Occupation Humor

Haaretz reports that settlers in Gush Etzion are protesting the Israeli apartheid wall that is supposed to cut through the land south of Jerusalem. In fact, the land is slated to be built into a new colony and I guess the settlers don’t want a big ugly wall running through the center of their “neighborhood”!

The Givat Yael company has launched a public campaign to persuade the Defense Ministry to reroute the separation fence southeast of Jerusalem to enable construction of a new neighborhood beyond the Green Line.

Environmental organizations, residents of the Arab village of Walaja – which abuts the planned neighborhood – and settlers from Gush Etzion have all joined the campaign, saying the fence’s present route is destructive both to people and the environment.

The fence could also crush Givat Yael’s chances of ever being built, as it cuts the new neighborhood’s planned area in two, reducing the land value.

Danny Tirza, a former top Defense Ministry official who planned the separation fence, today suggests moving it so that all of Walaja is on the Israeli side. The company had asked Tirza to propose an alternative fence route.

The present route is harmful to both Palestinians and the developers, he wrote in a document for the Givat Yael company, which Haaretz has obtained.

As currently proposed, the fence would be ineffective for security and detrimental to nature, Tirza wrote about the route he himself planned. The new route would improve security and eliminate local Palestinians’ “sense of suffocation.” It would also minimize the environmental damage and enable Givat Yael to be built, as well as being shorter and cheaper, he said.

“This route is good for both Jews and Arabs,” he asserted yesterday.

The greens and the settlers are holding a joint demonstration against the fence today. Palestinians have also demonstrated against the fence in recent days, at times clashing violently with security forces.

Businessmen Benny and Danny Cohen, who bought 2,500 dunams in the area 20 years ago, have been trying for years to promote the Givat Yael project, consisting of 13,000 housing units.

But the plan is expected to rouse the American administration’s ire, and is thus not likely to be implemented in the next few years.

“I realize that at the moment, the neighborhood is irrelevant,” Danny Cohen said. “But I believe it will rise even if we wait another 10 years. There will be no choice but to build it,” to accommodate Jerusalem’s need for new housing, he said.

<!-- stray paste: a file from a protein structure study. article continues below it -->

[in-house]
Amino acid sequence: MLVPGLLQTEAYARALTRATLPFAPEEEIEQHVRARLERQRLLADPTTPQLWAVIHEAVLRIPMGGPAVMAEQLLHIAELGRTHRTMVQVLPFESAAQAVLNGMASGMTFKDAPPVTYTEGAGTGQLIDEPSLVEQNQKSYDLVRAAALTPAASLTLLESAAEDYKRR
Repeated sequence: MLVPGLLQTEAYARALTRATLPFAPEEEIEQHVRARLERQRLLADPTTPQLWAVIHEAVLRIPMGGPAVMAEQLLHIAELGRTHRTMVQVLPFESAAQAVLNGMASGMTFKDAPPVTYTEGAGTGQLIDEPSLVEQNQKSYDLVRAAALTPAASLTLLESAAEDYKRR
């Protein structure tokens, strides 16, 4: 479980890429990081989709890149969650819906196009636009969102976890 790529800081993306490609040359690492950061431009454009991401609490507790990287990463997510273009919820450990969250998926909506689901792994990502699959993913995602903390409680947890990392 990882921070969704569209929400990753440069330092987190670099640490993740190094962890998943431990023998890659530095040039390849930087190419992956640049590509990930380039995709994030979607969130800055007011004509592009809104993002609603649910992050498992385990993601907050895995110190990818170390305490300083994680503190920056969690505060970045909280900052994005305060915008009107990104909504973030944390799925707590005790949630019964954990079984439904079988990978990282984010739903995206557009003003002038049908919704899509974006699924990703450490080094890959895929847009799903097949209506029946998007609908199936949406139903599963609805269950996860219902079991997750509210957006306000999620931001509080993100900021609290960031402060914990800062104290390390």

The proposed neighborhood would be built in the city’s southeast, near the Malha mall and the Biblical Zoo. The plans, which were drawn up six years ago, call for a major residential area that would ultimately house some 45,000 people, as well as commercial areas and a sports club.

Defense officials yesterday blasted Tirza’s proposed new route, saying it violates the principle that the fence must be as close to the Green Line as possible to avoid annexing Palestinian lands and people.

“It is not proper for the man who planned the fence, and defended its route in court, to suddenly become a businessman and attack the route,” one defense official said.

The Defense Ministry commented: “The fence was approved by the government and the court. The planned route provides the best security solution and causes the least harm to the Palestinian community and the environment.”

My favorite part of this story is how the settlers feign concern for the Palestinians and their “sense of suffocation”. Personally, I think if they cared about that they probably wouldn’t have a fence or a blockade in place. If they were so concerned about negative feelings, why the occupation? Perhaps the more pressing concern is the “environment”. Make me laugh twice! It’s the pathetic excuse the Jerusalem municipality comes up with when they argue they don’t want to build in parts of West Jerusalem because it could harm some fluffy bunnies hopping along merrily in the hills. It follows that Palestinians are lower than fluffy bunnies, as they end up being tossed to the curb in the rabbit’s stead.  I suppose this means the settlers are incredibly sensitive people, as they’re worried about both the environment and the Palestinians!